Hemp production in Georgia on hold until funding secured
ATLANTA (AP) — Georgia’s hemp farming program is effectively on hold until the state secures funding to oversee the crop.
Georgia Agriculture Commissioner Gary Black said Tuesday that he’ll ask lawmakers for $1.6 million over the next two years to fund a state hemp program, according to the Atlanta Journal-Constitution. The oversight program is required by the U.S. Department of Agriculture before state hemp regulations can be approved.
But the funding request comes as lawmakers face tough decisions over how to trim the state budget amid a revenue downturn. No funding was appropriated for the crop when the legislature voted to allow hemp farming last year.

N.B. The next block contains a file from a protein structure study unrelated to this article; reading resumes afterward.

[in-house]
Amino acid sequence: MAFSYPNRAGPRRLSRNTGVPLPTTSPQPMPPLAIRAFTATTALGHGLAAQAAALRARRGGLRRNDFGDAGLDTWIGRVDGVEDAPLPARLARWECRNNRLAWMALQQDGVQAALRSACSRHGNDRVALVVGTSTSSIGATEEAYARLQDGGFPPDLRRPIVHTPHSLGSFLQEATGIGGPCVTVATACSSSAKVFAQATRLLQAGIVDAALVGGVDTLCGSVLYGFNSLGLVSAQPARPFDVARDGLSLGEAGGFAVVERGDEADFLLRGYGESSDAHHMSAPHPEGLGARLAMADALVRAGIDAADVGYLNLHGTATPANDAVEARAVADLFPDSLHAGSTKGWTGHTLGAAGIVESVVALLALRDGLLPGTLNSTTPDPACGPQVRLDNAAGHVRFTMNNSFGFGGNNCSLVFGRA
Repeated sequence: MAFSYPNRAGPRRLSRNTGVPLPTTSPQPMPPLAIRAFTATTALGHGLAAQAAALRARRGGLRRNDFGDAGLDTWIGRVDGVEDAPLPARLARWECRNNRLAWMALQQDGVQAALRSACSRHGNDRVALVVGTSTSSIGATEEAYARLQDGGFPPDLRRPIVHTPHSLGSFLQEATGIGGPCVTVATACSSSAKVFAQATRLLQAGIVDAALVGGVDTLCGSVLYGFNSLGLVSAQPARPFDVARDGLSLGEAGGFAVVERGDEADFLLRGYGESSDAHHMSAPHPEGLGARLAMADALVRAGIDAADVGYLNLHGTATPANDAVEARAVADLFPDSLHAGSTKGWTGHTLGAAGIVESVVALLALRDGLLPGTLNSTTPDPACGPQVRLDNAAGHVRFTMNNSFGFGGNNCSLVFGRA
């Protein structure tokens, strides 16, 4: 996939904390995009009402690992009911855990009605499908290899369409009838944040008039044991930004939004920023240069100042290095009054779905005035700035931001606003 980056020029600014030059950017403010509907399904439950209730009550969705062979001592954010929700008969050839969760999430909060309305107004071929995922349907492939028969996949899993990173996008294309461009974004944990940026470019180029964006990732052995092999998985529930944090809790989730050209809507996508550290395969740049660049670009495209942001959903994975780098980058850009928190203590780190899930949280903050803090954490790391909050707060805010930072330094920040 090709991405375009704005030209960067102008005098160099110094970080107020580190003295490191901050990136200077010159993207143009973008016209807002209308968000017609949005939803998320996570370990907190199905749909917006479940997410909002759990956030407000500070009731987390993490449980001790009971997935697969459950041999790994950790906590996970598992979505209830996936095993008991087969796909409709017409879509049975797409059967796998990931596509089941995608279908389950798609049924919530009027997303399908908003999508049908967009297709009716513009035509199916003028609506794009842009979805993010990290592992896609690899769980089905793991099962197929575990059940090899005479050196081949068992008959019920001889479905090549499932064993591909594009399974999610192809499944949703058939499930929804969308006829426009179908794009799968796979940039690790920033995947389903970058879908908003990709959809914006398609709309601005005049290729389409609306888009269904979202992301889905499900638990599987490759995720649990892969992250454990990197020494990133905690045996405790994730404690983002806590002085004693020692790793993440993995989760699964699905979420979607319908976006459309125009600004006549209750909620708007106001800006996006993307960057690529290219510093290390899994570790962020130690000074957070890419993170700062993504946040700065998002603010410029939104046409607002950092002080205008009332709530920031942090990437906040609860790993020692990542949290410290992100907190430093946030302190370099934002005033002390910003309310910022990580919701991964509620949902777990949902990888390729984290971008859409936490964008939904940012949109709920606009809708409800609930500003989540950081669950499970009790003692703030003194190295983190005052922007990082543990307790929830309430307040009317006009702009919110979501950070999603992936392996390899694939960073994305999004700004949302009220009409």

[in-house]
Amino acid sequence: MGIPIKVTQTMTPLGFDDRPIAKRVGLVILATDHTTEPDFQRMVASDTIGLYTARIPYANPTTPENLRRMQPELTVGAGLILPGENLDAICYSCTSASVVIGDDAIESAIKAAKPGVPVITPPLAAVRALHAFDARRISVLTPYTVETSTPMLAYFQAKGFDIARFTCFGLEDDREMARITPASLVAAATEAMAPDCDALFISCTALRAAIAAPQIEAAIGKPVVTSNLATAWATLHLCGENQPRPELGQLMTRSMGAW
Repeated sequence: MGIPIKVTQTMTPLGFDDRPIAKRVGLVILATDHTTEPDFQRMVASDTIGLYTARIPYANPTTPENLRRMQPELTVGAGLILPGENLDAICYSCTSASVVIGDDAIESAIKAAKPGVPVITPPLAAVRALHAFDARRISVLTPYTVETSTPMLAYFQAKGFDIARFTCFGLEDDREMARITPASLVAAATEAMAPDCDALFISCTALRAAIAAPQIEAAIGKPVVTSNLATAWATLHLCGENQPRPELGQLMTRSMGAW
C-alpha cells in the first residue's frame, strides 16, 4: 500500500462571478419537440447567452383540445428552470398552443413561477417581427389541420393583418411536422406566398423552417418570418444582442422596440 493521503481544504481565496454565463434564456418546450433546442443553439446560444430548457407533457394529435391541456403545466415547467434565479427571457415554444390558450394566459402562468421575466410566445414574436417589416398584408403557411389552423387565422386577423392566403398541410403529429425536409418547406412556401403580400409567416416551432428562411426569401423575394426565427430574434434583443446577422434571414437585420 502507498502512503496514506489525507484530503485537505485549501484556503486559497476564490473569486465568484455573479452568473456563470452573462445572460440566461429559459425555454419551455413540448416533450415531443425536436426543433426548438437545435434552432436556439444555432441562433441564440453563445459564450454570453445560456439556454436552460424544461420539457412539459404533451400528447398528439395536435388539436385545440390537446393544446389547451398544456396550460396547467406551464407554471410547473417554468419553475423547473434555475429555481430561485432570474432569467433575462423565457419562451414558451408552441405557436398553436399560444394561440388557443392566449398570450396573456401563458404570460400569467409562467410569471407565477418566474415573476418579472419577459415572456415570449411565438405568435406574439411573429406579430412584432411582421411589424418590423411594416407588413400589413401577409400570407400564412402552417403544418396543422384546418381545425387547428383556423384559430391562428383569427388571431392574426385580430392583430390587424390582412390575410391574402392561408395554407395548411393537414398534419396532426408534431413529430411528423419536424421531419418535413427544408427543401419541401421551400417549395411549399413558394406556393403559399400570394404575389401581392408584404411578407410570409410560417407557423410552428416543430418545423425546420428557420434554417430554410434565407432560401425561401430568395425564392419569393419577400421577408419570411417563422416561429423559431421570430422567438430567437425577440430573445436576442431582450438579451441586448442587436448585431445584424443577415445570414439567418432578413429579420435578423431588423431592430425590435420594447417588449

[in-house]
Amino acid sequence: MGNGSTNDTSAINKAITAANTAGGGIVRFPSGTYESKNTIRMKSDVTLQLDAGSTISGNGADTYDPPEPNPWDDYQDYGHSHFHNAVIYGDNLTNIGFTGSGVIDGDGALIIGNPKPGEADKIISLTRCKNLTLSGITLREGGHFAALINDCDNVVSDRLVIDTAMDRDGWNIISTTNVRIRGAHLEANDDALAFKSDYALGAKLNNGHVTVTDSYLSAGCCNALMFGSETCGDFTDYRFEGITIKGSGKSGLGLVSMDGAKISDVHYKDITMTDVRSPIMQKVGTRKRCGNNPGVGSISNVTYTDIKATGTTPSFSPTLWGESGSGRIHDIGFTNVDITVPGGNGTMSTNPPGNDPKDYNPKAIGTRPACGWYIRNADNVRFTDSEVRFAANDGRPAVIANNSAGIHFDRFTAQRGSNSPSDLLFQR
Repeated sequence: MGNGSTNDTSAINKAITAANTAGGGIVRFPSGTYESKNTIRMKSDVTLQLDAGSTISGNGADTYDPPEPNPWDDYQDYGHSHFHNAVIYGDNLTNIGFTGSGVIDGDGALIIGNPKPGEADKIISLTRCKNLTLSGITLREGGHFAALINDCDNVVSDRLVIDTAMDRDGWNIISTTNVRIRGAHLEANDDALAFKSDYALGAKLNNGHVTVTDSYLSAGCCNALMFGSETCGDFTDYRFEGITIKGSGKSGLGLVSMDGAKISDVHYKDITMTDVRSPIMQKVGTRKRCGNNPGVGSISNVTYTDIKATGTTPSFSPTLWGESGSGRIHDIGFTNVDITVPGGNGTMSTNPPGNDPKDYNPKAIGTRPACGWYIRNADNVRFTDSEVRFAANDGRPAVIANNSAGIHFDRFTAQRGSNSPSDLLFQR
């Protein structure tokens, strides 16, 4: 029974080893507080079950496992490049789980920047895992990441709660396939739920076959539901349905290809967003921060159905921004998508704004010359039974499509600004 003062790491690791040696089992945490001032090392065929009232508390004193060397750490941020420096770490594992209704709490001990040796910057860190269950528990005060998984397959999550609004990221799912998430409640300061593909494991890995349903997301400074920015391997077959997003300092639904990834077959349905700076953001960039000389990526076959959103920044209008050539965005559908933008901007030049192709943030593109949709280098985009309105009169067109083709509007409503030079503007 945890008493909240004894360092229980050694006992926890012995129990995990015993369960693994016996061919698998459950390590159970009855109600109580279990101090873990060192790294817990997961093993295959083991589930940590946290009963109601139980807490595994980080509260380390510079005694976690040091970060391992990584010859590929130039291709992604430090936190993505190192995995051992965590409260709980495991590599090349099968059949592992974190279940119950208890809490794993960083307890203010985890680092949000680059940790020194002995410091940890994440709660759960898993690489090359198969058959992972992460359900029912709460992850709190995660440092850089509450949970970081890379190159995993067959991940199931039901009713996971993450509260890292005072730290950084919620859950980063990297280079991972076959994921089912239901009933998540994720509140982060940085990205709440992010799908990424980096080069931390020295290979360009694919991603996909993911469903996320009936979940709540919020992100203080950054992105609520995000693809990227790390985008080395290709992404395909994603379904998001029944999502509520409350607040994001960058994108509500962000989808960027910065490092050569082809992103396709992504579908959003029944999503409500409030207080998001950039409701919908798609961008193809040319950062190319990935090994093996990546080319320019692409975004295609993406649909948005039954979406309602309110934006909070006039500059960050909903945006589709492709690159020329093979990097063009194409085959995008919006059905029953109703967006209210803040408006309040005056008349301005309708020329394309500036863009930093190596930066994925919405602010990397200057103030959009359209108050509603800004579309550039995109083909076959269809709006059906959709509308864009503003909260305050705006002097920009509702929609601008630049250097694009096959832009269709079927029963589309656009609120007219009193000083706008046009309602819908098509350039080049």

House Appropriations Chairman Terry England said House budget writers would work with Black and others “to see what we can do to resolve the issue in a timely manner.”
Black said that if funding were approved by March, Georgia farmers could plant in time for this year’s growing season.
The money would fund two field inspectors, two administrators, an enforcement officer, four four-wheel drive vehicles, training and computers, the newspaper reported.
Black said the U.S. Department of Agriculture has already reviewed the state’s hemp farming proposal and could approve it within days of the legislature approving funding.
Hemp is used to make CBD, the suddenly popular compound extracted from the cannabis plant. Marketers say it can treat a range of ailments without getting users high.